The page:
A Ridiculous Parable

Reflection Offered on Good Friday, April 2, 2010   
For an audio file of this sermon, click here.
St. Barnabas by the Bay Episcopal Church (Villas, NJ)

Today we are invited to enter the most pain-filled aspect of the Christian story, the darkest moment of our life together in Christ - a day that calls us to remember Jesus’ final march through Jerusalem, a death march to the cross. In some respects, a Good Friday sermon is like a eulogy – a meager attempt to sum up a person’s life in a few short words, hoping to capture the highlights, to conjure up memories in the minds of others – memories that will cause tears or perhaps a few nervous laughs as a funny moment in one’s life together is recounted. An attempt to do justice in words to a life that has already spoken for itself. Who among us is up for such a task? Certainly none of us. And yet, here we are on the anniversary of the death of our Lord. Waiting and hoping. Waiting and hoping for words that will do what? Comfort? Heal? Embrace? In the end, they will be just words.

In life, Jesus was a teller of parables. He used these stories to help his listeners understand his ministry, to understand the in-breaking of God’s reign, to shift the mental images and preconceived notions about what messiah-ship was all about. In a recent article in The Christian Century, Kay Lynn Northcutt describes a parable as a story that “throws something beside something else – unexpectedly.” She goes on to say a parable is “like a belly flop into a lake” leaving the listener “feeling emotionally and theologically stinging, breathless, disoriented.” She uses, as an example Jesus referring to the kingdom of God being like a woman. Like a woman? Really? “Women are property. Women are chattel. Women are impure. The kingdom of God is like a woman? Impossible. Ridiculous. Insulting.”(1)

As I considered Northcutt’s description, two other parables came to mind. The first, the story of the Samaritan traveler who came to the aid of the man on the road to Jericho. A Samaritan? Really? Not the priest who saw him first? Not the devote Levite who came along next? A Samaritan? Really. Or the story of the mustard seed? That tiny seed? That’s what the Kingdom of God is like? Are you kidding? That’s ridiculous. What about the planned take over of the Roman Empire? What about fighting for freedom from the imperial reign? A mustard seed thrown into a garden. Really? That’s what God’s Kingdom is like?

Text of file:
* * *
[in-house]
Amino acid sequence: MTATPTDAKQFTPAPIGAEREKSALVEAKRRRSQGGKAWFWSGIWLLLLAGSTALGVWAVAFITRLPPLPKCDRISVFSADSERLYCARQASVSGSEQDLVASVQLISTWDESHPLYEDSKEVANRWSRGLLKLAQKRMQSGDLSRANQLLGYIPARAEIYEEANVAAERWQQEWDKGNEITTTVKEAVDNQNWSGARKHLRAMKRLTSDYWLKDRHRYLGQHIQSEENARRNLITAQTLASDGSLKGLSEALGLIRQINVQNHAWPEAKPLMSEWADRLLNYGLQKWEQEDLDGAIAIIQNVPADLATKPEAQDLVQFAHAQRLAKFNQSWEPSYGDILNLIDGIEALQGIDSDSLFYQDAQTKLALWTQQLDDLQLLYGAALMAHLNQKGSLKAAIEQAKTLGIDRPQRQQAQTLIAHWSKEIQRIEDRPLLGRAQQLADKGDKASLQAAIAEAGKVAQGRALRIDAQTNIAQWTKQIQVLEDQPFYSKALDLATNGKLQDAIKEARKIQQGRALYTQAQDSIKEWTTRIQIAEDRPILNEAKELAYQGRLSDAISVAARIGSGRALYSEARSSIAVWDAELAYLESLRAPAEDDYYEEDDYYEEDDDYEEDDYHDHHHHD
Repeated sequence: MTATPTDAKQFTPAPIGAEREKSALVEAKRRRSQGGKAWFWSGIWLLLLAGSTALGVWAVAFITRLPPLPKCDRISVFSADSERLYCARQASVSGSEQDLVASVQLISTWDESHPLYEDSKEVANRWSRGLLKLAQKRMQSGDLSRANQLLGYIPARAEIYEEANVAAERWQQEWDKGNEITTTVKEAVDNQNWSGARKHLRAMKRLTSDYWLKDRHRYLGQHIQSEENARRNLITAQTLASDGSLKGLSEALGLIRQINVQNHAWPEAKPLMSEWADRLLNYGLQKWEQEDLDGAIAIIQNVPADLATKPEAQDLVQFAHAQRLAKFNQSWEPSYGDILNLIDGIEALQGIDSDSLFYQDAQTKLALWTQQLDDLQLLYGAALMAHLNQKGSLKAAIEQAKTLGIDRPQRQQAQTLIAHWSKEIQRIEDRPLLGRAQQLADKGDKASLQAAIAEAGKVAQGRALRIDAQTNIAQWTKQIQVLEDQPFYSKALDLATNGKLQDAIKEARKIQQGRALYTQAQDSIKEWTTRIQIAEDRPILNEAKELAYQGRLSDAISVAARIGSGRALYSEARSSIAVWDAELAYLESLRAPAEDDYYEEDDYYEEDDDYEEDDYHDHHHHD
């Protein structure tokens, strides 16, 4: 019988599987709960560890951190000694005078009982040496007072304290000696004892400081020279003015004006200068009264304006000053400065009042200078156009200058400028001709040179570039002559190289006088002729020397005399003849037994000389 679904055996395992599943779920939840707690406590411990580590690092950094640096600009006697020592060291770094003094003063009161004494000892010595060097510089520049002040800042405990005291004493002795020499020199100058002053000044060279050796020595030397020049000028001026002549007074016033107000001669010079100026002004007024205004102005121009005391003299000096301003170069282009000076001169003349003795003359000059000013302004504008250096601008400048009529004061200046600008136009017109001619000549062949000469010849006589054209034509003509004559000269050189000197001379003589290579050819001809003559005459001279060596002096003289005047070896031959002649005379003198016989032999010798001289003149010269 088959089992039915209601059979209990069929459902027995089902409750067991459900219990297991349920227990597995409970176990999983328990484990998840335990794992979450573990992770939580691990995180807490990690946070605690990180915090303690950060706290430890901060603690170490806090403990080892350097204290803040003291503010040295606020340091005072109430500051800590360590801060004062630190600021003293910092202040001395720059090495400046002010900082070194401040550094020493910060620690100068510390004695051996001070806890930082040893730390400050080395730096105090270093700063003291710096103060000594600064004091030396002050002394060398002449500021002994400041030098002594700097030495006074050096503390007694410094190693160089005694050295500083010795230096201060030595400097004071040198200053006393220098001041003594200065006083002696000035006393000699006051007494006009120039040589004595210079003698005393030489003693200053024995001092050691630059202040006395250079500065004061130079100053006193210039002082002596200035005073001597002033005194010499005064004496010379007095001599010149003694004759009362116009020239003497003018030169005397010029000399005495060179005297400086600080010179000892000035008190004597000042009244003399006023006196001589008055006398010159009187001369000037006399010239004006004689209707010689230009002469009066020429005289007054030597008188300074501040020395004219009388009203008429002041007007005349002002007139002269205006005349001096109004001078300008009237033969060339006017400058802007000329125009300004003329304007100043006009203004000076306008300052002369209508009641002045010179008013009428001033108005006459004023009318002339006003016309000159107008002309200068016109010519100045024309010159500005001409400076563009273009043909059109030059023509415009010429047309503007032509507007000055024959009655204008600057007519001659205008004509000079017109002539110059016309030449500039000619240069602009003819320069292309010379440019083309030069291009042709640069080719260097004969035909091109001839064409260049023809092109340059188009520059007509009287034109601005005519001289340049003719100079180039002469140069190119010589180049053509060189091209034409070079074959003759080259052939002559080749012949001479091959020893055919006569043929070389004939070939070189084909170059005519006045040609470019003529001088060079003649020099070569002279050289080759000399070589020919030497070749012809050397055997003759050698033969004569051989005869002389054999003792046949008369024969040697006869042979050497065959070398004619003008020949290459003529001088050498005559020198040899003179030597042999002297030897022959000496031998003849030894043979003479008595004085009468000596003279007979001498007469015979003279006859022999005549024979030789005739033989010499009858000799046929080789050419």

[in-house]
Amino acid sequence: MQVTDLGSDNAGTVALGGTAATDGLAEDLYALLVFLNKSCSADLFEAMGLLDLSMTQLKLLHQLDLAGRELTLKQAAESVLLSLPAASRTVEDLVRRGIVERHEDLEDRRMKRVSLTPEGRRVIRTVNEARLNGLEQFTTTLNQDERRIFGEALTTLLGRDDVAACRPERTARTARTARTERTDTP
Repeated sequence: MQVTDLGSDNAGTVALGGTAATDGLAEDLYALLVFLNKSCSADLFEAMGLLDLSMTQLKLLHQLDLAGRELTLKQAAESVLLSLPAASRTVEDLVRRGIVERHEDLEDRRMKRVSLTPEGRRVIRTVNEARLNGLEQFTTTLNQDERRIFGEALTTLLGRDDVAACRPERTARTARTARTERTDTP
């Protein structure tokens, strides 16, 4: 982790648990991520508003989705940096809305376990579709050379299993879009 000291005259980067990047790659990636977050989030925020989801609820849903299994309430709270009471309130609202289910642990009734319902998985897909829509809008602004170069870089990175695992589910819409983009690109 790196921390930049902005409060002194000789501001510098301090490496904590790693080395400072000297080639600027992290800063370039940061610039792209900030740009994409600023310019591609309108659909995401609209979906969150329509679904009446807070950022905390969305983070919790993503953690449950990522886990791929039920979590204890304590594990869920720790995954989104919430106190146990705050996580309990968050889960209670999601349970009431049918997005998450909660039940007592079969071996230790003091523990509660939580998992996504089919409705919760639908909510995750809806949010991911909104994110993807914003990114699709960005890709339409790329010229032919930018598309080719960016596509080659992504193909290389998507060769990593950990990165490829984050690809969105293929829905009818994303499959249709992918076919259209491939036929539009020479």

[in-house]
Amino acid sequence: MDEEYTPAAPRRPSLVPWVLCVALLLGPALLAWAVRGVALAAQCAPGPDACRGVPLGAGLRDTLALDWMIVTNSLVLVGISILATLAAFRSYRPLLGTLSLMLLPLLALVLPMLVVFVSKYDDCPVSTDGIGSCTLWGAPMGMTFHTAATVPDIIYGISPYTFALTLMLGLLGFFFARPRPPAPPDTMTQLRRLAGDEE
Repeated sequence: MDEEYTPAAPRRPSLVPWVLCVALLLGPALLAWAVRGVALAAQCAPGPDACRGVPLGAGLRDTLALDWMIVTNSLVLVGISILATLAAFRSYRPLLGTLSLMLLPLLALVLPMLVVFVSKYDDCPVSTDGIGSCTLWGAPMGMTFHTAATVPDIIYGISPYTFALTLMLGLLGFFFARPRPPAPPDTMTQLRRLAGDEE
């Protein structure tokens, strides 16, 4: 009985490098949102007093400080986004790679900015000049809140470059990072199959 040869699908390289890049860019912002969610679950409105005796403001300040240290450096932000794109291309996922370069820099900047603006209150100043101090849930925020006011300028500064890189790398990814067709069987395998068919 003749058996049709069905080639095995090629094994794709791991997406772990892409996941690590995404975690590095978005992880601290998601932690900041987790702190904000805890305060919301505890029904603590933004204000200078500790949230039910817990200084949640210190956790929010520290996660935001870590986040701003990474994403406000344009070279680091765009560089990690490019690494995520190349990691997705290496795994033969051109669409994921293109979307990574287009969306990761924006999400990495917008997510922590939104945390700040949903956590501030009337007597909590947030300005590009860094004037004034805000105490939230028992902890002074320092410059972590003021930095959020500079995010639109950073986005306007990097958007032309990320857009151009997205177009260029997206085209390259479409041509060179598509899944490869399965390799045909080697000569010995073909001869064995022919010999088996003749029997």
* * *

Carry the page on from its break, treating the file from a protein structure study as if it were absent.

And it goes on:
Parables bring together things that are unimaginable even ridiculous. Jesus life and death are themselves a ridiculous parable. Ridiculous because it didn’t need to end this way. Death on a cross – that ancient instrument of torture – is a ridiculous end for any one. Made even more ridiculous when that one is our God. What can it mean that our all powerful and all knowing God chose death on a cross? A ridiculous death.

John Sutton of St. Anselm’s Episcopal Church in Lafayette, California shares his reflection, “If Only”

“If only Jesus had gone down the mountain after the transfiguration and headed back to Galilee.

If only he had been more discreet in his Sabbath healings.

If only his responses to the Pharisees had not been so biting and clever.

If only he had not been so indignant with the moneychangers in the temple.

If only Judas had understood the nature of his kingdom.

If only a rabbi sympathetic to Jesus had the ear of Caiaphas.

If only Pilate had seen freeing Jesus as a way to assert his authority over the Sanhedrin.

If only he had not been scourged and mocked and suffered so horribly.

If only the fabric of events that led Jesus inexorably to die on the cross had not been so perfectly woven.” (2)
John’s gospel makes it infinitely clear that Jesus’ life and death are completely orchestrated by Jesus. There seems to be no time in which Jesus is not in control. When the soldiers arrive in the garden, looking for Jesus, there is no need for Judas to betray him with a kiss; instead, Jesus comes forward and asks the soldiers, “Whom are you looking for?” When they respond, “Jesus of Nazareth,” Jesus replies, “I am he.” When Peter is ready to fight, Jesus tells him to put his sword down and adds, “Am I not to drink the cup that the Father has given me?” Jesus’ conversation with Pilate includes those memorable words, “For this I was born, and for this I came into the world, to testify to the truth?” At every turn, Jesus is in control. In John’s account, Jesus carries the cross by himself and he does not stumble. He carries the cross to The Place of the Skull – to Golgotha – and there he is crucified. And even here, on the cross, he is in control. His final words, “It is finished.”

Nelson Mandela once said, “It always seems impossible until it's done." That, to me, is the essence of a parable and the essence of our Lord and Savior Jesus Christ. It is finished. And the love of God for us, God’s children, is completed by the death of his only Son on a cross.

(1) KayLynn Northcutt, “Lessons in Dying: Lent’s Terrible Gift,” The Christian Century (March 9, 2010), pp. 12-13.
(2) John D. Sutton, “If Only,” in Synthesis, April 2, 2010 (Good Friday – Year C)